The Model 500A was the ninth one to be placed into production, the first 31 by the Aero Design & Engineering Company, as a subsidiary of Rockwell-Standard Corporation, at Bethany (Wiley Post Airport), Oklahoma City, Oklahoma, and the last 68 by Aero Commander Inc. as a subsidiary of Rockwell-Standard Corporation. The 500A was the first of the “Speedline” nacelle models.
The 99 examples were built between February 1960 and January 1963, with serial numbers in the range 500A-871-1 through 500A-1276-99, although serial number 500A-871-1 was later converted to the first Model 680F, serial number 680F-871-1.
Of these, 36 were initially certified in 1960; 22 in 1961; 34 in 1962; and 7 in 1963.
Later, 21 were converted to Model 500Bs, 20 under Commander Engineering Report No. G10-134 and 1 under STC SA459EA.
Also, 32 have been modified to the Colemill “Super 300” with 300-hp Continental IO-520-E engines, 76.625-inch-diameter Hartzell EHC-A3VF-2B/V7636D propellers, and a gross weight increase to 6,530 pounds. The modifications are accomplished under STC SA340SO and SA366SO.
A factory document describes the Model 500A, under Wing Drawing 5170045, as “the same as the Model 500 with the following exceptions: a) wing structure modification in nacelle area; b) fuel-injection engines (Continental IO-470-M); c) hydraulic systems modification; d) redesign of cowling and nacelle; and e) new landing gear. Gross weight increased from 6,000 to 6,250 pounds as a follow-on program.”
The Model 500A was certified on April 7, 1960 under Type Certificate 6A1 and has 260-hp Continental IO-470-M engines with 80-inch-diameter two-blade Hartzell HC-A2XF-2B/8433-4 propellers. It is the only Speedline nacelle model with two-blade propellers, and was the first Commander to use Continental and fuel-injected engines. Gross weight is 6,000 pounds, but this can be increased to 6,250 pounds when Factory Service Change No. 50 is incorporated.
The new Speedline nacelle allowed several quite important changes to be made. The engines were raised 4.15 inches, the bottom of the nacelle was raised 9 inches, and on the 500A the propeller tips were now 2 inches further off the ground. It was claimed that the new nacelle and gear reduced drag by 12 percent and also increased lift.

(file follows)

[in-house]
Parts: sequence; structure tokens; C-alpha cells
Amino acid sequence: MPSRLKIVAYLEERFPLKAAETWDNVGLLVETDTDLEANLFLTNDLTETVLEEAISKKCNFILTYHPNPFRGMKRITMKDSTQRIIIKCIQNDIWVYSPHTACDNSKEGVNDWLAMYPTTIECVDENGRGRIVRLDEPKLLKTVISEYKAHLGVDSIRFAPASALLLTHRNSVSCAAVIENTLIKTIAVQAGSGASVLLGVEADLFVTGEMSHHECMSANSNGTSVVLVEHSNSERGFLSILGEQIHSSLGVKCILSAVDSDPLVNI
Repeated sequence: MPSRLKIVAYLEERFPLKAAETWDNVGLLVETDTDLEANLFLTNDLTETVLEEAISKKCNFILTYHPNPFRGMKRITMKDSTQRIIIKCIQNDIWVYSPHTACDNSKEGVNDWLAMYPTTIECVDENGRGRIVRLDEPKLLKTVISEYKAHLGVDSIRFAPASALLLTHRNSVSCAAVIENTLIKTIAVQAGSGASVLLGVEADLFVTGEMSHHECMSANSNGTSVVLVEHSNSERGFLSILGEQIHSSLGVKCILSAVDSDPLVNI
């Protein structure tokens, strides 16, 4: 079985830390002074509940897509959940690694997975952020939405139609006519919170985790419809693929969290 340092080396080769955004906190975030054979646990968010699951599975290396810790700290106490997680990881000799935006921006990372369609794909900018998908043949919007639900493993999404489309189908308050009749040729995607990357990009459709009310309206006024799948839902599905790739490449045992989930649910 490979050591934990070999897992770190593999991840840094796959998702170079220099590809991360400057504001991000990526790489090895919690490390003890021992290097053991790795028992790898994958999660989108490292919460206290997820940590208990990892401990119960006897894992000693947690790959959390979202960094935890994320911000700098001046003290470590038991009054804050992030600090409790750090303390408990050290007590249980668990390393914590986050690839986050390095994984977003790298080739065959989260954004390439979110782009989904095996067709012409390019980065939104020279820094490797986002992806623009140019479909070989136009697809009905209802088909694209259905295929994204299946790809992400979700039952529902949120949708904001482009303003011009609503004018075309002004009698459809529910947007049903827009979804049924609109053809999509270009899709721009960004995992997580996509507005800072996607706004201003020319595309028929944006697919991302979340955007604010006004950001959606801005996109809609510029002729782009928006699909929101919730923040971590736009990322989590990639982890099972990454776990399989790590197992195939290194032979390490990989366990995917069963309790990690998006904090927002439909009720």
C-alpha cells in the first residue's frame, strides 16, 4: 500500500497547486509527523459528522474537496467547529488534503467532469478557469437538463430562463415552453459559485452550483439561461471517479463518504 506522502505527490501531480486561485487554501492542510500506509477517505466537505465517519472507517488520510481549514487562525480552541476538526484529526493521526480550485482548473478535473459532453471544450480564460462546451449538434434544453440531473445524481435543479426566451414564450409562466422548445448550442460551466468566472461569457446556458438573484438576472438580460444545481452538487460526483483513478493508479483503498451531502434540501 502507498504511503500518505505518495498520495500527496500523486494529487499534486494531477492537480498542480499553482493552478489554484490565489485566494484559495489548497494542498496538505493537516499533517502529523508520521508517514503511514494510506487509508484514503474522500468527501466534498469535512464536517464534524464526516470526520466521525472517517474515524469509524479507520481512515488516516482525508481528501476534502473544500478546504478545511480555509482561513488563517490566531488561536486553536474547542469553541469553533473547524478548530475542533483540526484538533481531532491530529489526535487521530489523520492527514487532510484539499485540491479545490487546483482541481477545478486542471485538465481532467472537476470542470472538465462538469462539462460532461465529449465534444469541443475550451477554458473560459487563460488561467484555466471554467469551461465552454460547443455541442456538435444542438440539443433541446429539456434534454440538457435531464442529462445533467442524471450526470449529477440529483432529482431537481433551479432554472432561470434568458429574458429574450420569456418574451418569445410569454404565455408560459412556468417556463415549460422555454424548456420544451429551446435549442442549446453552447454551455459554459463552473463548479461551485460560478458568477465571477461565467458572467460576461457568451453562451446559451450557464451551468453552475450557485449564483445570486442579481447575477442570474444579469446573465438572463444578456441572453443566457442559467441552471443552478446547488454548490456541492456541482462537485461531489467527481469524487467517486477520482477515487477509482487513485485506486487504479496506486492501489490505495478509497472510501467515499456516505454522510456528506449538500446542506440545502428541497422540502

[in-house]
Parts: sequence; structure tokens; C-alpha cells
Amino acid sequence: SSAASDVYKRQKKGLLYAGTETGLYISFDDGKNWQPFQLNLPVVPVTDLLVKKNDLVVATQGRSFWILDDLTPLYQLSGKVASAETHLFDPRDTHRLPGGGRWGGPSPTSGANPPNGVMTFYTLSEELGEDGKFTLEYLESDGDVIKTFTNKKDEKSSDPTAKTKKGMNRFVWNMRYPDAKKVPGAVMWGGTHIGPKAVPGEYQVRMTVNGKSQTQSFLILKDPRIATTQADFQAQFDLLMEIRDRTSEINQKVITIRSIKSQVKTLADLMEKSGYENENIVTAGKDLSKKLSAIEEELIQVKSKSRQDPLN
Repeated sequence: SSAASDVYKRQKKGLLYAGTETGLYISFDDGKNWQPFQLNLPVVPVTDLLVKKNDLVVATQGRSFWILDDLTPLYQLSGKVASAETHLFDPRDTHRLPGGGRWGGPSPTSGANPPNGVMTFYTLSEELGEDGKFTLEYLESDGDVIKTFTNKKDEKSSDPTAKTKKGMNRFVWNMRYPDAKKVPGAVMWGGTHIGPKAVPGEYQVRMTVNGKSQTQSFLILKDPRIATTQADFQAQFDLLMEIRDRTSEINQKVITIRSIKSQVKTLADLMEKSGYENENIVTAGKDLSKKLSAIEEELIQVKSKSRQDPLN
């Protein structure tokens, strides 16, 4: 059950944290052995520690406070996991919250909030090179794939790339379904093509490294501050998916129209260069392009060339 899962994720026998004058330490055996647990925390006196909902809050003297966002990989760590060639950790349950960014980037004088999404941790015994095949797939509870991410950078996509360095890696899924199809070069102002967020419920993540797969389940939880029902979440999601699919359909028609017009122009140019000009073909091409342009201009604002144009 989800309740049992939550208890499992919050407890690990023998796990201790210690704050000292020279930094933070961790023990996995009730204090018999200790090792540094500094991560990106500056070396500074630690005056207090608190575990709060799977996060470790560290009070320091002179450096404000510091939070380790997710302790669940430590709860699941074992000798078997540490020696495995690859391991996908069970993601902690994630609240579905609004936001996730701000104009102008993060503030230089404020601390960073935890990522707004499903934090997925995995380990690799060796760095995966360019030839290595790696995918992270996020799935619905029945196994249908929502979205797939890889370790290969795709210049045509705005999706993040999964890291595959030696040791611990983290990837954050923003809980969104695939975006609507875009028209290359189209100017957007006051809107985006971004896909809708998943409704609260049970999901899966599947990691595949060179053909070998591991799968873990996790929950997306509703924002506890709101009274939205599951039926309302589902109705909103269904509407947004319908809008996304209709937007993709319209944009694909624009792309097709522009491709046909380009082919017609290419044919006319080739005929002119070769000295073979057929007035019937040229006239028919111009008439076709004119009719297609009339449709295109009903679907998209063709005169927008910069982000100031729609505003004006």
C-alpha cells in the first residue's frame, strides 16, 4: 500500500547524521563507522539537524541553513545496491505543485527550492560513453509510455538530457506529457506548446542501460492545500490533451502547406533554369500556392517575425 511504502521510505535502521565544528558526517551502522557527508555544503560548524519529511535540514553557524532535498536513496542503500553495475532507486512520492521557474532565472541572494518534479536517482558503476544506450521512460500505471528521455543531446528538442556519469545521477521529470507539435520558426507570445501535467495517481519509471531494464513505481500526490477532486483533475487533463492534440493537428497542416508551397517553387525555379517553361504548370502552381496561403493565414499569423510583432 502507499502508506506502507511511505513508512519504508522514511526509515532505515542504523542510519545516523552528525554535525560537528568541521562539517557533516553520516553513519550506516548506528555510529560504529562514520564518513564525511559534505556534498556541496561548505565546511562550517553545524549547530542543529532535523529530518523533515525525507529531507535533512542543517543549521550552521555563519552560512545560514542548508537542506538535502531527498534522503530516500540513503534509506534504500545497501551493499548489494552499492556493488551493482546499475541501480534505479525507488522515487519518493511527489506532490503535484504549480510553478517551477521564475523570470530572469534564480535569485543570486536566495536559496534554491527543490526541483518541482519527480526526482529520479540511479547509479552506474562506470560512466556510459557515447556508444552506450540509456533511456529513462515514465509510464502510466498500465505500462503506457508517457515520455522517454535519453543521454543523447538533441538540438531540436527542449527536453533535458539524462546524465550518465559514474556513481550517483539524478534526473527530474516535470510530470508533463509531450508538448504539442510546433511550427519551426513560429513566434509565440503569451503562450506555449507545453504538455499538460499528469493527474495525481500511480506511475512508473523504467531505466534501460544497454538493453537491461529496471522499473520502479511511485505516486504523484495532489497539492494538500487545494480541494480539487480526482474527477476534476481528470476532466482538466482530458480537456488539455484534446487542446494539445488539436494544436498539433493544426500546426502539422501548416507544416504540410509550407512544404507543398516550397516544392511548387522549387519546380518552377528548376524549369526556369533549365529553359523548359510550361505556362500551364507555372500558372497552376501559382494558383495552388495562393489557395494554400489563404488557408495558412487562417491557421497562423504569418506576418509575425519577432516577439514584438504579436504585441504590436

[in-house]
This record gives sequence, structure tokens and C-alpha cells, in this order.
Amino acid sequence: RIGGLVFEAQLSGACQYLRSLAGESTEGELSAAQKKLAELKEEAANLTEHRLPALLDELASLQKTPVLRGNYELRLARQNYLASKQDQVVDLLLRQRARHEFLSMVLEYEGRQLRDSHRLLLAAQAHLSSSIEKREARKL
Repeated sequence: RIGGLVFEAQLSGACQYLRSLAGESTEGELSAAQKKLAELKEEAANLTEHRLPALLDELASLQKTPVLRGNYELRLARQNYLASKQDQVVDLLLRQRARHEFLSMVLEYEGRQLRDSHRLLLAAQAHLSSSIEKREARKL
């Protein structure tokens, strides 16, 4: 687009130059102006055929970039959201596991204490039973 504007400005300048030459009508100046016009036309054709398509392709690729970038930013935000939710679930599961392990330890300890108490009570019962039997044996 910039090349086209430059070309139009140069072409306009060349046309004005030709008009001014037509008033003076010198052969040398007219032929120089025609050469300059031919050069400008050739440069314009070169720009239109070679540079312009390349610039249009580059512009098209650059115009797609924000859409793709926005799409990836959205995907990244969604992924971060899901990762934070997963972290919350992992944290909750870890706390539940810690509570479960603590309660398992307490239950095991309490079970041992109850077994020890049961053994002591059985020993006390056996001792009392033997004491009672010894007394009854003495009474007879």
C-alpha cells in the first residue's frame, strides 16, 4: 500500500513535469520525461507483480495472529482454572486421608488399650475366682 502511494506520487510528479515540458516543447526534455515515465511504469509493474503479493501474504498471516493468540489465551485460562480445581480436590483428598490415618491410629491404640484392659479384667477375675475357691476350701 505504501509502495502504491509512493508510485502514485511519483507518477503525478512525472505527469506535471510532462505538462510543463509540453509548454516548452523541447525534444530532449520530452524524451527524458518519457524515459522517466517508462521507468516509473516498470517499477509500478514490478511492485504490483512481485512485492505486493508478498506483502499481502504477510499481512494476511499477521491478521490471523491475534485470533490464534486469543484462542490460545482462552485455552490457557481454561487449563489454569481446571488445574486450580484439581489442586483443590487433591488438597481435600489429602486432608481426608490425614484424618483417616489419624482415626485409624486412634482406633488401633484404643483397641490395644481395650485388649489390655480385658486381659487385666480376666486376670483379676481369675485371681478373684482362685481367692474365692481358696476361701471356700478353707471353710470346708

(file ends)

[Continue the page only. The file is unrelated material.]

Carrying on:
The 500A was also the first Model to incorporate main landing gear doors and, with the new engines having overhead exhausts, the cabin noise level was reduced. The exhaust risers from all three ports in a bank of cylinders merged into a single stack, which was routed into one of a pair of augmentation chutes located on the top of the nacelle and forward of the front wing spar. These augmentation chutes also provided the exit area for all engine cooling air. The control of cooling air flow is accomplished by a cowl flap over each of the two chutes that are opened and closed by a single electric actuator.
Barry Collman’s lifelong interest in airplanes began when he was growing up in a house located underneath the downwind leg to busy Northolt aerodrome, an R.A.F. base near London-Heathrow airport. As a young teenager he discovered airplane “spotting”–hobbyists’ observation and logging of aircraft by make, model, and registration number. The hobby began to grow into a passion as Collman joined a club of like-minded spotters. At one point he purchased a copy of the January 1966 U.S. Civil Aircraft Register, and thumbing through it came upon the Aero Commander. He was hooked. Eventually he acquired every available FAA microfiche file on Commanders, and since 1995 has made annual pilgrimages to Oklahoma City to sift through FAA records. He now has a database with more than 96,100 records as well as a collection of negatives, slides, photographs, digital images, magazines, brochures, knick-knacks–and a very understanding wife. This series on Commander production history originally was written for the Twin Commander Flight Group, of which he is an enthusiastic member.